Mark Twain said that even if you are on the right track, if you are standing still, others will pass you by.
What I take from this is that it isn’t possible to grow to full potential in our lives by playing it safe all the time.
To grow we need to be comfortable taking prudent risks, to do things like
- going for that promotion,
- learning a new skill
- asking that admired person out on a date
The trouble is that we find it much easier to kick the ball into touch, to put things on the long finger, to keep our heads below the parapet.
I came across a sad example of this recently. I was delivering a seminar at the Institute of Logistics. During the break, one of the attendees told me that during the boom years his earnings had risen rapidly and he had stopped investing in his own development. Now he had been made redundant and was failing at interviews due to skills gaps.
To get around this natural complacency we need to consider three aspects of risk.
First up – risk is unavoidable so we may as well learn how to deal with it in a pragmatic way.
Next, not all risks are the same and we don’t need to have passed the actuarial examinations to put some numbers on them.
Finally, armed with this perspective we need to look at prudent risk taking as an opportunity and seek it out actively.
Think about it – we live on a rock that is hurtling through space at 69,000 miles per hour. So let’s not pretend to ourselves here that risk is something that we can avoid and exclude from our lives.
Faced with immediate challenges and opportunities we tend to overestimate risk. This is often because we lack the full information about the situation. This causes fear – fear of the unknown and fear of failure – particularly so, where a bruised ego is the potential outcome.
Curiously, we also tend to underestimate risk for those less immediate, but often more important aspects of our existence such as our health, our finance and our education – as my unfortunate colleague at the institute of logistics found out to his cost.
What we really lack are practical thinking tools to help us to evaluate risk in a sensible way. If risk is viewed as unquantifiable and there is no counterbalance to it then it is hardly surprising that for many people all risk is viewed as bad and to be avoided at all cost.
Now, we all know that investing in a pension for retirement is a probably a prudent thing to do and that betting on the 2.30 at Punchestown to pay the rent is definitely irresponsible gambling, but what about the following options:
- Starting a new business in the middle of a recession.
- Doing your first marathon run in your fifties.
- Going forward for a leadership position at the club.
A handy way I find to visualize risk is to think of a modified version of the game of snakes and ladders. Every venture, every initiative or idea that you consider will have a potential upside (you can go up a ladder) and a potential downside (you can slide down a snake).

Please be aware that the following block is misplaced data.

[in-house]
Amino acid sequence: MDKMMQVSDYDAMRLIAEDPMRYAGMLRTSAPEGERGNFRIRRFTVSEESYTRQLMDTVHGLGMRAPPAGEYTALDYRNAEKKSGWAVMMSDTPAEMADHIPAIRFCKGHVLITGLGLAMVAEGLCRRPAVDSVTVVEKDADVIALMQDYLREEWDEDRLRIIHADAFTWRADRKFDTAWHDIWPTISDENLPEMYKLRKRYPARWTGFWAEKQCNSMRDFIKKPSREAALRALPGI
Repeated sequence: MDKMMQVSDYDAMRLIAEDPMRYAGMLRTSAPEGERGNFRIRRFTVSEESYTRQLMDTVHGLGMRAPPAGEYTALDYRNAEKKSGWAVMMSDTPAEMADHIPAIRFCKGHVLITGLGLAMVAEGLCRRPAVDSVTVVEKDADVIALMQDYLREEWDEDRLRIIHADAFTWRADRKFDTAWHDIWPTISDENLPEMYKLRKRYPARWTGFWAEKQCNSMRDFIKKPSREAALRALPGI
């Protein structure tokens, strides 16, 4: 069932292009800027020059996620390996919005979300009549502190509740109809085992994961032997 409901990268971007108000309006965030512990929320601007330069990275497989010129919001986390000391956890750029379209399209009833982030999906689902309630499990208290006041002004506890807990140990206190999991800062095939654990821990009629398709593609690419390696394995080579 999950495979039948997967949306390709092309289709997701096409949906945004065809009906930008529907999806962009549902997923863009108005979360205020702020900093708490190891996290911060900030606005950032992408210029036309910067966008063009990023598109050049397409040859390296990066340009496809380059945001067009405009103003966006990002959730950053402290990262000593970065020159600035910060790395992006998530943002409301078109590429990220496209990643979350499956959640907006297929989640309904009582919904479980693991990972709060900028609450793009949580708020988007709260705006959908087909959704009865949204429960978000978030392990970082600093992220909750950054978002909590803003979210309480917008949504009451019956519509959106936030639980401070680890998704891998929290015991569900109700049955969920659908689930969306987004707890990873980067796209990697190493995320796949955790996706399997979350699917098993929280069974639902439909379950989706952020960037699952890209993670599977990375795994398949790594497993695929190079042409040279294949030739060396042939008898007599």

The greater the potential gain, the longer the ladder, the greater the potential loss, the longer the snake. Every option you consider will have a snake and a ladder of a different length associated with it.
Let’s say the lengths of the snakes and ladders range from 1 to 10. An opportunity with a ladder of 2 or 3 would be a fairly minor improvement that wouldn’t warrant taking a whole lot of risk to achieve. On the other hand, a ladder of 9 or 10 would represent a major breakthrough and life changing improvement.
Similarly, a snake of 3 or 4 might represent a fairly minor setback from which you could recover easily whereas a snake of 10 would represent major devastation to your career, finances or relationships.
What you are looking for are opportunities where the ladder is significantly longer than the snake. So an opportunity with a potential ladder of 2 and a snake of 3 might not be worth the trouble whereas a ladder of 8 with a snake of 4 is probably well worth it.
So say you are thinking of starting a high potential new business. One option might be to quit the day job, remortgage the house and invest the money in staff, marketing, plant and equipment.
The ladder might be an 8 but the snake is a 10 so you could potentially loose your shirt – it’s not worth it. But perhaps you could reduce the length of the snake from a 10 to a 4 by keeping the day job, outsourcing production to China, using a website to sell and using some savings as finance – you get the idea.
I find the snakes and ladders help me to think about risk and reward in a pragmatic way and to take actions to reduce the risk while maximizing the reward.
Armed with our new thinking we can now actually search out opportunities to take prudent risks to accelerate our growth professionally, personally and spiritually. Instead of just tipping our toe in the water we can really start to make waves.
Thinking about risk this way, provides us with a way to get around complacency, it gives us the incentive to play to win and allows us the freedom to fail in a controlled way.
The best time for taking risks is when you think that you don’t need to – that is, when things are going well for you. This is precisely when you are most likely to fall victim to coasting along and playing it safe.
The time when you should avoid taking large risks and batten down the hatches is when times are hard. Paradoxically, playing it safe in the good times often breeds staleness and obsolescence that is followed by desperate and risky measures when the hard times come around. More often than not this is followed by disaster. I know this from personal experience.